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Conyers: Boehner Lawsuit Against President Obama Is Pure Political Theatre

Washington, DC, July 30, 2014

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Conyers: Boehner Lawsuit Against President Obama Is Pure Political Theatre

Today, Congressman John Conyers Jr., Ranking Member of the House Judiciary Committee, opposed H. Res. 676, a resolution that would authorize the Speaker of the House to file suit against President Obama for “failure to enforce the Affordable Care Act.”

Click HERE to watch Mr. Conyers explaining his opposition to the lawsuit on the House Floor.  Below are his remarks as prepared for delivery:

     I rise in strong opposition to H. Res. 676 – which would authorize the Speaker, on behalf of this House, to file suit against the president for failing to enforce the Affordable Care Act.  I oppose this seriously flawed measure for many reasons, including:

  • The fact that it addresses a nonexistent problem;
  • It violates constitutional requirements and  fundamental separation-of-powers principles;
  • It diverts Congress from focusing on truly critical matters that require prompt legislative responses.

     I ask unanimous consent to include in the record a letter signed by several constitutional law scholars outlining the reasons why a lawsuit filed pursuant to H. Res. 676 is likely to fail.  To begin with, H. Res. 676 seeks to solve a nonexistent problem because the president has, in fact, fully met his obligation to faithfully execute the laws.  Allowing flexibility in the implementation of a major new program, even where the statute mandates a specific deadline, is neither unusual nor a constitutional violation.  Indeed, in the case of the Affordable Care Act’s employer mandate, the administration acted pursuant to statutory authorization granted to it by Congress.

     Section 7805(a) of the Internal Revenue Code authorizes the treasury secretary to issue any rules necessary for the enforcement of the Code, including the provisions that enforce the employer mandate.  Exercising discretion in implementing a law is the reality of administering sometimes complex programs and is inherent in the president’s duty to “take care” that he “faithfully” execute laws.  This has been especially true with respect to the Affordable Care Act.  The president’s decision to extend certain compliance dates to help phase-in the Act is not a novel tactic.  Yet, even though not a single court has ever concluded that reasonable delay in implementing a complex law constitutes a violation of the Take Care Clause, the majority insists there is a constitutional crisis.

     In addition, a suit initiated under H. Res. 676 would itself be unconstitutional and would violate separation of powers principles.  This is because such a lawsuit would essentially allow federal courts to second-guess decisions by the Executive Branch in how it chooses to implement a policy. The federal judiciary, under the political question doctrine, avoids answering such questions precisely because a court is not appropriate forum to resolve issues of complex policy.

     Additionally, it is highly unlikely that Congress could satisfy the standing requirements of Article III of the Constitution that must be met in order to enforce the Take Care Clause.  To meet those requirements, a plaintiff – under the Supreme Court’s 1997 decision in Raines v. Byrd – must show, among other things, that it suffered a concrete and particularized injury.  Injury amounting only to an alleged violation of a right to have the Government act in accordance with law – which is what this resolution contemplates – is not judicially cognizable for Article III standing purposes.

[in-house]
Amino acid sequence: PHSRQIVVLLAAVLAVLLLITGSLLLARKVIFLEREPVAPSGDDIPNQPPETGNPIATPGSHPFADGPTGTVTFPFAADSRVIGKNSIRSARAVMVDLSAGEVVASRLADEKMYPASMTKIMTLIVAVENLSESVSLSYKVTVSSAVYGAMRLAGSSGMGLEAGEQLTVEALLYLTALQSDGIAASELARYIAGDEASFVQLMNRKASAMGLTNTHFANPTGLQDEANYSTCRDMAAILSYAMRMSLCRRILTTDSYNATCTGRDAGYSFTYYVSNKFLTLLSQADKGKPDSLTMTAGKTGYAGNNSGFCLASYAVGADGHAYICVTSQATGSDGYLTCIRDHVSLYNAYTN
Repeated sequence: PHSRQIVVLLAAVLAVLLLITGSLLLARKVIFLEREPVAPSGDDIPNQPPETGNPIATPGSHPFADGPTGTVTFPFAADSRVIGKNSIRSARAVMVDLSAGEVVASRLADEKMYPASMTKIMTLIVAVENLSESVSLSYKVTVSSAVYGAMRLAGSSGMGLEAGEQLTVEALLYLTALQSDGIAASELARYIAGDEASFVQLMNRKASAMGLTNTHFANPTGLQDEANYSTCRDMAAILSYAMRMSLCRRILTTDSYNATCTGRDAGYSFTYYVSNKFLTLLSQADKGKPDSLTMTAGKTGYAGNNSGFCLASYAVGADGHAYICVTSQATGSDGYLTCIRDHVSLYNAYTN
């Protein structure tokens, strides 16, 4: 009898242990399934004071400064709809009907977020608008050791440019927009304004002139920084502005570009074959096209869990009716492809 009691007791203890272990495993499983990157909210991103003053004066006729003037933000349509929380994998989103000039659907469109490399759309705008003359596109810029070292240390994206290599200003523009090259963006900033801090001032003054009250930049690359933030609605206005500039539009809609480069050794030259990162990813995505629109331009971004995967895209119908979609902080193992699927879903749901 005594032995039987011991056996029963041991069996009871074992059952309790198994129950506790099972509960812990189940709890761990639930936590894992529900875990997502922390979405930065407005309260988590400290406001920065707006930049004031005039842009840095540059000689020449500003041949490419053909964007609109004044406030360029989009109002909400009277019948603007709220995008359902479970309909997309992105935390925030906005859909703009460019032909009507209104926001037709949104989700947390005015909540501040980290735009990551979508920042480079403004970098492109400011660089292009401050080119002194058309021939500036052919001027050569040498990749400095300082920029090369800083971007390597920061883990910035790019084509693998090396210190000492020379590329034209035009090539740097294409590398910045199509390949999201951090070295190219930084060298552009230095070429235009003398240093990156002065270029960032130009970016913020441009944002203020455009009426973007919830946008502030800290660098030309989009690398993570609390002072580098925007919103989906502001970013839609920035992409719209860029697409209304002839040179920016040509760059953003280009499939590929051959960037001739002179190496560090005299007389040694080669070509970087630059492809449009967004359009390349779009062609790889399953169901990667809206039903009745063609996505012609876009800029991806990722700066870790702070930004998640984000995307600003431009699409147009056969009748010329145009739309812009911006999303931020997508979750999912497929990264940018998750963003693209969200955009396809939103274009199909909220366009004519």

This is in stark contrast to cases where Congress has sought to protect a fundamental power, like its subpoena authority.  In subpoena enforcement cases, courts have found standing for one House of Congress to sue because a specific legislative prerogative was at stake, constituting a sufficiently concrete injury to Congress to confer Article III standing. Article III's standing requirements enforce the Constitution's separation-of-powers principles.  Congress cannot simply legislate away these constitutional standing requirements.

     Finally, H. Res. 676 is obviously just pure political theater that distracts the public from the fact that this Republican-controlled House has failed to address a whole host of critical issues.  These include immigration reform, extending unemployment insurance, enhancing environmental protections, ensuring worker safety, and helping those who are financially struggling.  Coincidentally, H. Res. 676 shares a number with H.R. 676, the “Expanded and Improved Medicare for All Act,” which I introduced in February of 2013.

     H.R. 676 would create a publicly-financed, privately-delivered health care system that would greatly improve and expand the already existing Medicare program.  My legislation would ensure that all Americans have access, guaranteed by law, to the highest quality and most cost effective health care services regardless of their employment, income or health care status. Instead of discussing this and other critical matters, today we continue to waste  precious resources on a patently unconstitutional measure that would authorize a lawsuit destined to fail.

     We owe it to the American people to address real, not imaginary, challenges facing our Nation, including enhancing health care for all Americans.”

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